I received a great question at an IP strategy training course I taught. The question was about the difference between a strategy, a plan, and a process. It came about because while we expect on paper most people could match these three words to their appropriate definitions, in practice, they get confused. So to address the definitions in practice, I thought it might be fun to examine their purpose for their employer.
A strategy should raise the probability that its employer will reach (B) in good form. It does so mostly by creating conditions that favor success. For example, a strategy can be that you will only support businesses where you can be a first or second tier player, where your objective (B) is to build a product solutions portfolio that fits that defined nature. Building a portfolio of first or second tier only product solutions is what you want to do. It is a solution to a problem associated with running a type of business that you determined third or less tier product solutions will not support. Your strategy does not specifically say how you will arrive at this end. That is where your plan comes in.
A plan is how you will move from (A) to (B). As such it should support your strategy by providing a way to reach (B) that provides an acceptable balance of risk and reward. So your strategy is what you want to do and your plan is how you will do it. For example, you may decide as a strategy that you need to acquire lots of patents in an area to help you maintain freedom of operation, and then your plan is how specifically you will do that…R&D, acquisition, license, etc. This is, of course, oriented on the level of organization you are dealing with. Company, divisional, team, and personal plans and strategies take place simultaneously, which creates issues of alignment that we can cover in a future post.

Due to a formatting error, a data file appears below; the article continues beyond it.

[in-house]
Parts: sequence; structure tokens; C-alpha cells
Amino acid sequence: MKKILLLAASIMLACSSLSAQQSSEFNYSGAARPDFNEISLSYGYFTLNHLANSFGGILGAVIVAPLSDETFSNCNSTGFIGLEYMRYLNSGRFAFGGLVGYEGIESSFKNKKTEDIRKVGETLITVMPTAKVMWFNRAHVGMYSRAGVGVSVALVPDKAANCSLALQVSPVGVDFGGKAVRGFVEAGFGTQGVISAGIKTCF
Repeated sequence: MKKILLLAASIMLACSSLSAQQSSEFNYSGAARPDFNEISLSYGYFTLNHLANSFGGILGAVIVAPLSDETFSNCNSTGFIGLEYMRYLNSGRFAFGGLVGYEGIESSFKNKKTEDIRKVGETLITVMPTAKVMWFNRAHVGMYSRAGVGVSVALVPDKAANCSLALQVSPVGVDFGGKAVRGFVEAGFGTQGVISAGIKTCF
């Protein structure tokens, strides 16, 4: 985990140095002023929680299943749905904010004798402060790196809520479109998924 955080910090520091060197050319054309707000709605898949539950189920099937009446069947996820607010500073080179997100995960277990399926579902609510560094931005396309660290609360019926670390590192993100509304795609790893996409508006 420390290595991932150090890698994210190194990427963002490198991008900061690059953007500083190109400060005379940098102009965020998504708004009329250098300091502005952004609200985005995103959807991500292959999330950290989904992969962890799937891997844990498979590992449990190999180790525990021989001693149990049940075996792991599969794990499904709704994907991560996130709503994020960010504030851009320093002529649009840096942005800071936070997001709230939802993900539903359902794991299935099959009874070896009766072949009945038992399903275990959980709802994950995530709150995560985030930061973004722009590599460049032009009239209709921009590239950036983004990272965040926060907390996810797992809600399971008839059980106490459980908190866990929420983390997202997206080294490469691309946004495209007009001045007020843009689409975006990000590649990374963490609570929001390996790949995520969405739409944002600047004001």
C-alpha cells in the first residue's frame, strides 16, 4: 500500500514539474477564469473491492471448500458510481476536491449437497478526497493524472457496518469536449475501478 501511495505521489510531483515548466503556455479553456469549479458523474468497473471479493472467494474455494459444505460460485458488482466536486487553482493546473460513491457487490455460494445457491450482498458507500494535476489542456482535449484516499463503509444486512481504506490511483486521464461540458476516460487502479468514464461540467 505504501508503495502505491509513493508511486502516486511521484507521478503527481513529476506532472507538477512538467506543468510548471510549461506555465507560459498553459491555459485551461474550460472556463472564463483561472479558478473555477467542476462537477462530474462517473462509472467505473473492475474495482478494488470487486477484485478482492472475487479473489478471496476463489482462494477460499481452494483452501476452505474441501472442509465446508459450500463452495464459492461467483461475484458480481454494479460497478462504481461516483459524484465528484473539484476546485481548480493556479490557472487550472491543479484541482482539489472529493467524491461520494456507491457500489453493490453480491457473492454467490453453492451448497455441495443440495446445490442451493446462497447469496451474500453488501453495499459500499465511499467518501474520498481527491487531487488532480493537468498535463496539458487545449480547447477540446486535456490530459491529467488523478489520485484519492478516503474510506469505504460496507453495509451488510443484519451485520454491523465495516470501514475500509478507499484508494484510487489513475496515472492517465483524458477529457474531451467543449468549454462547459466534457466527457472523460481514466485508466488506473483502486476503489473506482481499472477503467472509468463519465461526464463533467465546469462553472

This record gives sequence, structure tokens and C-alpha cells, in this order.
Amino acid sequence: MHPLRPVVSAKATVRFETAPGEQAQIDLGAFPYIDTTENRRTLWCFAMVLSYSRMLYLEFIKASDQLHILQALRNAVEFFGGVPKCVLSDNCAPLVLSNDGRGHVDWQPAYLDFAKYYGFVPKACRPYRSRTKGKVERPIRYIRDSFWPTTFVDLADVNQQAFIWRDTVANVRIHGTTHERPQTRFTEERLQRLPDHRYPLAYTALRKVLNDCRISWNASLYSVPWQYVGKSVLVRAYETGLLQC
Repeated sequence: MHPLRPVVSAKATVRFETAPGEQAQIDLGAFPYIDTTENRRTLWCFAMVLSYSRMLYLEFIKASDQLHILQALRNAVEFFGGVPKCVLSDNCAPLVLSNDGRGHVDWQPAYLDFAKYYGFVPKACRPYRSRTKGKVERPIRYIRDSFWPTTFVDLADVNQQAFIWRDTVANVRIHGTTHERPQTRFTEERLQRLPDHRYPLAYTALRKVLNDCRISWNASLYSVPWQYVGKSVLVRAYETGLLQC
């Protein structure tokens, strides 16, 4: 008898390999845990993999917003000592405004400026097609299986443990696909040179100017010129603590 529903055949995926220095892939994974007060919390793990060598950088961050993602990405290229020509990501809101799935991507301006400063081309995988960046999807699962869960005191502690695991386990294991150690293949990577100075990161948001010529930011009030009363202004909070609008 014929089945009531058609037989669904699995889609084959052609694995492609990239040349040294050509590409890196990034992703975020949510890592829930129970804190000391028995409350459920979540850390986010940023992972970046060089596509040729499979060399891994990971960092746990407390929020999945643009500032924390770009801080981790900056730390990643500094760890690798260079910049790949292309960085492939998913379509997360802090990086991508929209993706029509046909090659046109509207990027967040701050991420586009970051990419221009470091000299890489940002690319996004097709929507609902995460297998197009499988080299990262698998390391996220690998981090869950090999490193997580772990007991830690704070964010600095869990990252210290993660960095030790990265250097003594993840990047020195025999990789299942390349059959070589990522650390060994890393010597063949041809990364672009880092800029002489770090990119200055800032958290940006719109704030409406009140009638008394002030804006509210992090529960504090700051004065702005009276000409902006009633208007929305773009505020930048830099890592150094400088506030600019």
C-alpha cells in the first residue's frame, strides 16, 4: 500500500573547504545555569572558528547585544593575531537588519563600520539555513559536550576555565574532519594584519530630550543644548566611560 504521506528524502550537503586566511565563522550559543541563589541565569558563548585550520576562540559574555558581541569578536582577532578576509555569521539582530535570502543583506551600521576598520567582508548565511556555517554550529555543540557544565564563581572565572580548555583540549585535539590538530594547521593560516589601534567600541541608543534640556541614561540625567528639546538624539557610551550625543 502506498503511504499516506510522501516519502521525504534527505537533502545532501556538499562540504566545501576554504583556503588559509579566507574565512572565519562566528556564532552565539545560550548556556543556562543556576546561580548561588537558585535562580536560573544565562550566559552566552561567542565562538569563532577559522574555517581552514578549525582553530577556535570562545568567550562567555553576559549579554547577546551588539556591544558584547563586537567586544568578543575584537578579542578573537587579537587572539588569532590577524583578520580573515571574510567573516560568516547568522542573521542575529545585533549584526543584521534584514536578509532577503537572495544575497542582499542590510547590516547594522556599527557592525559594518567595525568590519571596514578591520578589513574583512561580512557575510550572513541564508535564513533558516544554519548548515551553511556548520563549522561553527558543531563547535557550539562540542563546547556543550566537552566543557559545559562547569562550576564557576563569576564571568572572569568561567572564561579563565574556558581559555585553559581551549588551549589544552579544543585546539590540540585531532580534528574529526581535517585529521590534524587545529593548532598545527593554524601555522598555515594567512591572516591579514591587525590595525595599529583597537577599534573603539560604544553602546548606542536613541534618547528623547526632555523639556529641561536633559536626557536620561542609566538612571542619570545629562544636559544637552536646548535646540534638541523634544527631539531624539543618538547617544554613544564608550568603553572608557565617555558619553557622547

Understanding the difference between a strategy and a plan allows you to make useful strategic planning decisions that separate the two. It allows you to act in line with General George S. Patton’s insightful quote, “Never tell people how to do things. Tell them what to do and they will surprise you with their ingenuity.” You can include statements of intent within your planning so that when plans go wrong, which they often do, people can adjust their how-to-do-it (the plan) in a way that makes sense with what you want them to achieve (the strategy).
A process, in contrast, is a defined way of doing a task. It can be a linear in nature – do A, then do B, then do C – or it can have branches – do A, then B, and then C or D depending. A process sets strict parameters to the “how” that can, if misapplied, allow the “how” to take priority over the “what.”
Since a process is so anchored in the “how,” it can never be a strategy. If used well, a process can be an essential part of a strategy. For a strategist, the chief purpose of any process is to drive out uncertainties that do not need to be there within a plan. For example, no matter the strategy and plan you chose regarding IP, you want to anchor that strategy and plan on good IP. As a part of a strategy and plan you can set processes in place for idea review, documentation, and protection that assure you will have the quality of IP protection you need as circumstances arise. Then you can address all the uncertainties of what competitors, partners, and customers may do to challenge or advance your IP portfolio without also having undue uncertainty about whether you can present good IP documentation when you need it.
So when you do strategic planning for IP, you and consulted team members first determine what you want to do – your strategy. You next determine or appropriately delegate how you want to do it – your plan. You and your team then look at all the uncertainties associated with your strategy and plan with the mindset to drive out those uncertainties that do not need to be there. To drive out uncertainties, you may incorporate processes – often as simple as checklists – so that those executing your strategy can focus their talents where uncertainty remains. You do all of this in context with your opposition because you can win or lose any strategic contest on any or all or your strategies, plans, or processes.
Image credit: Hemera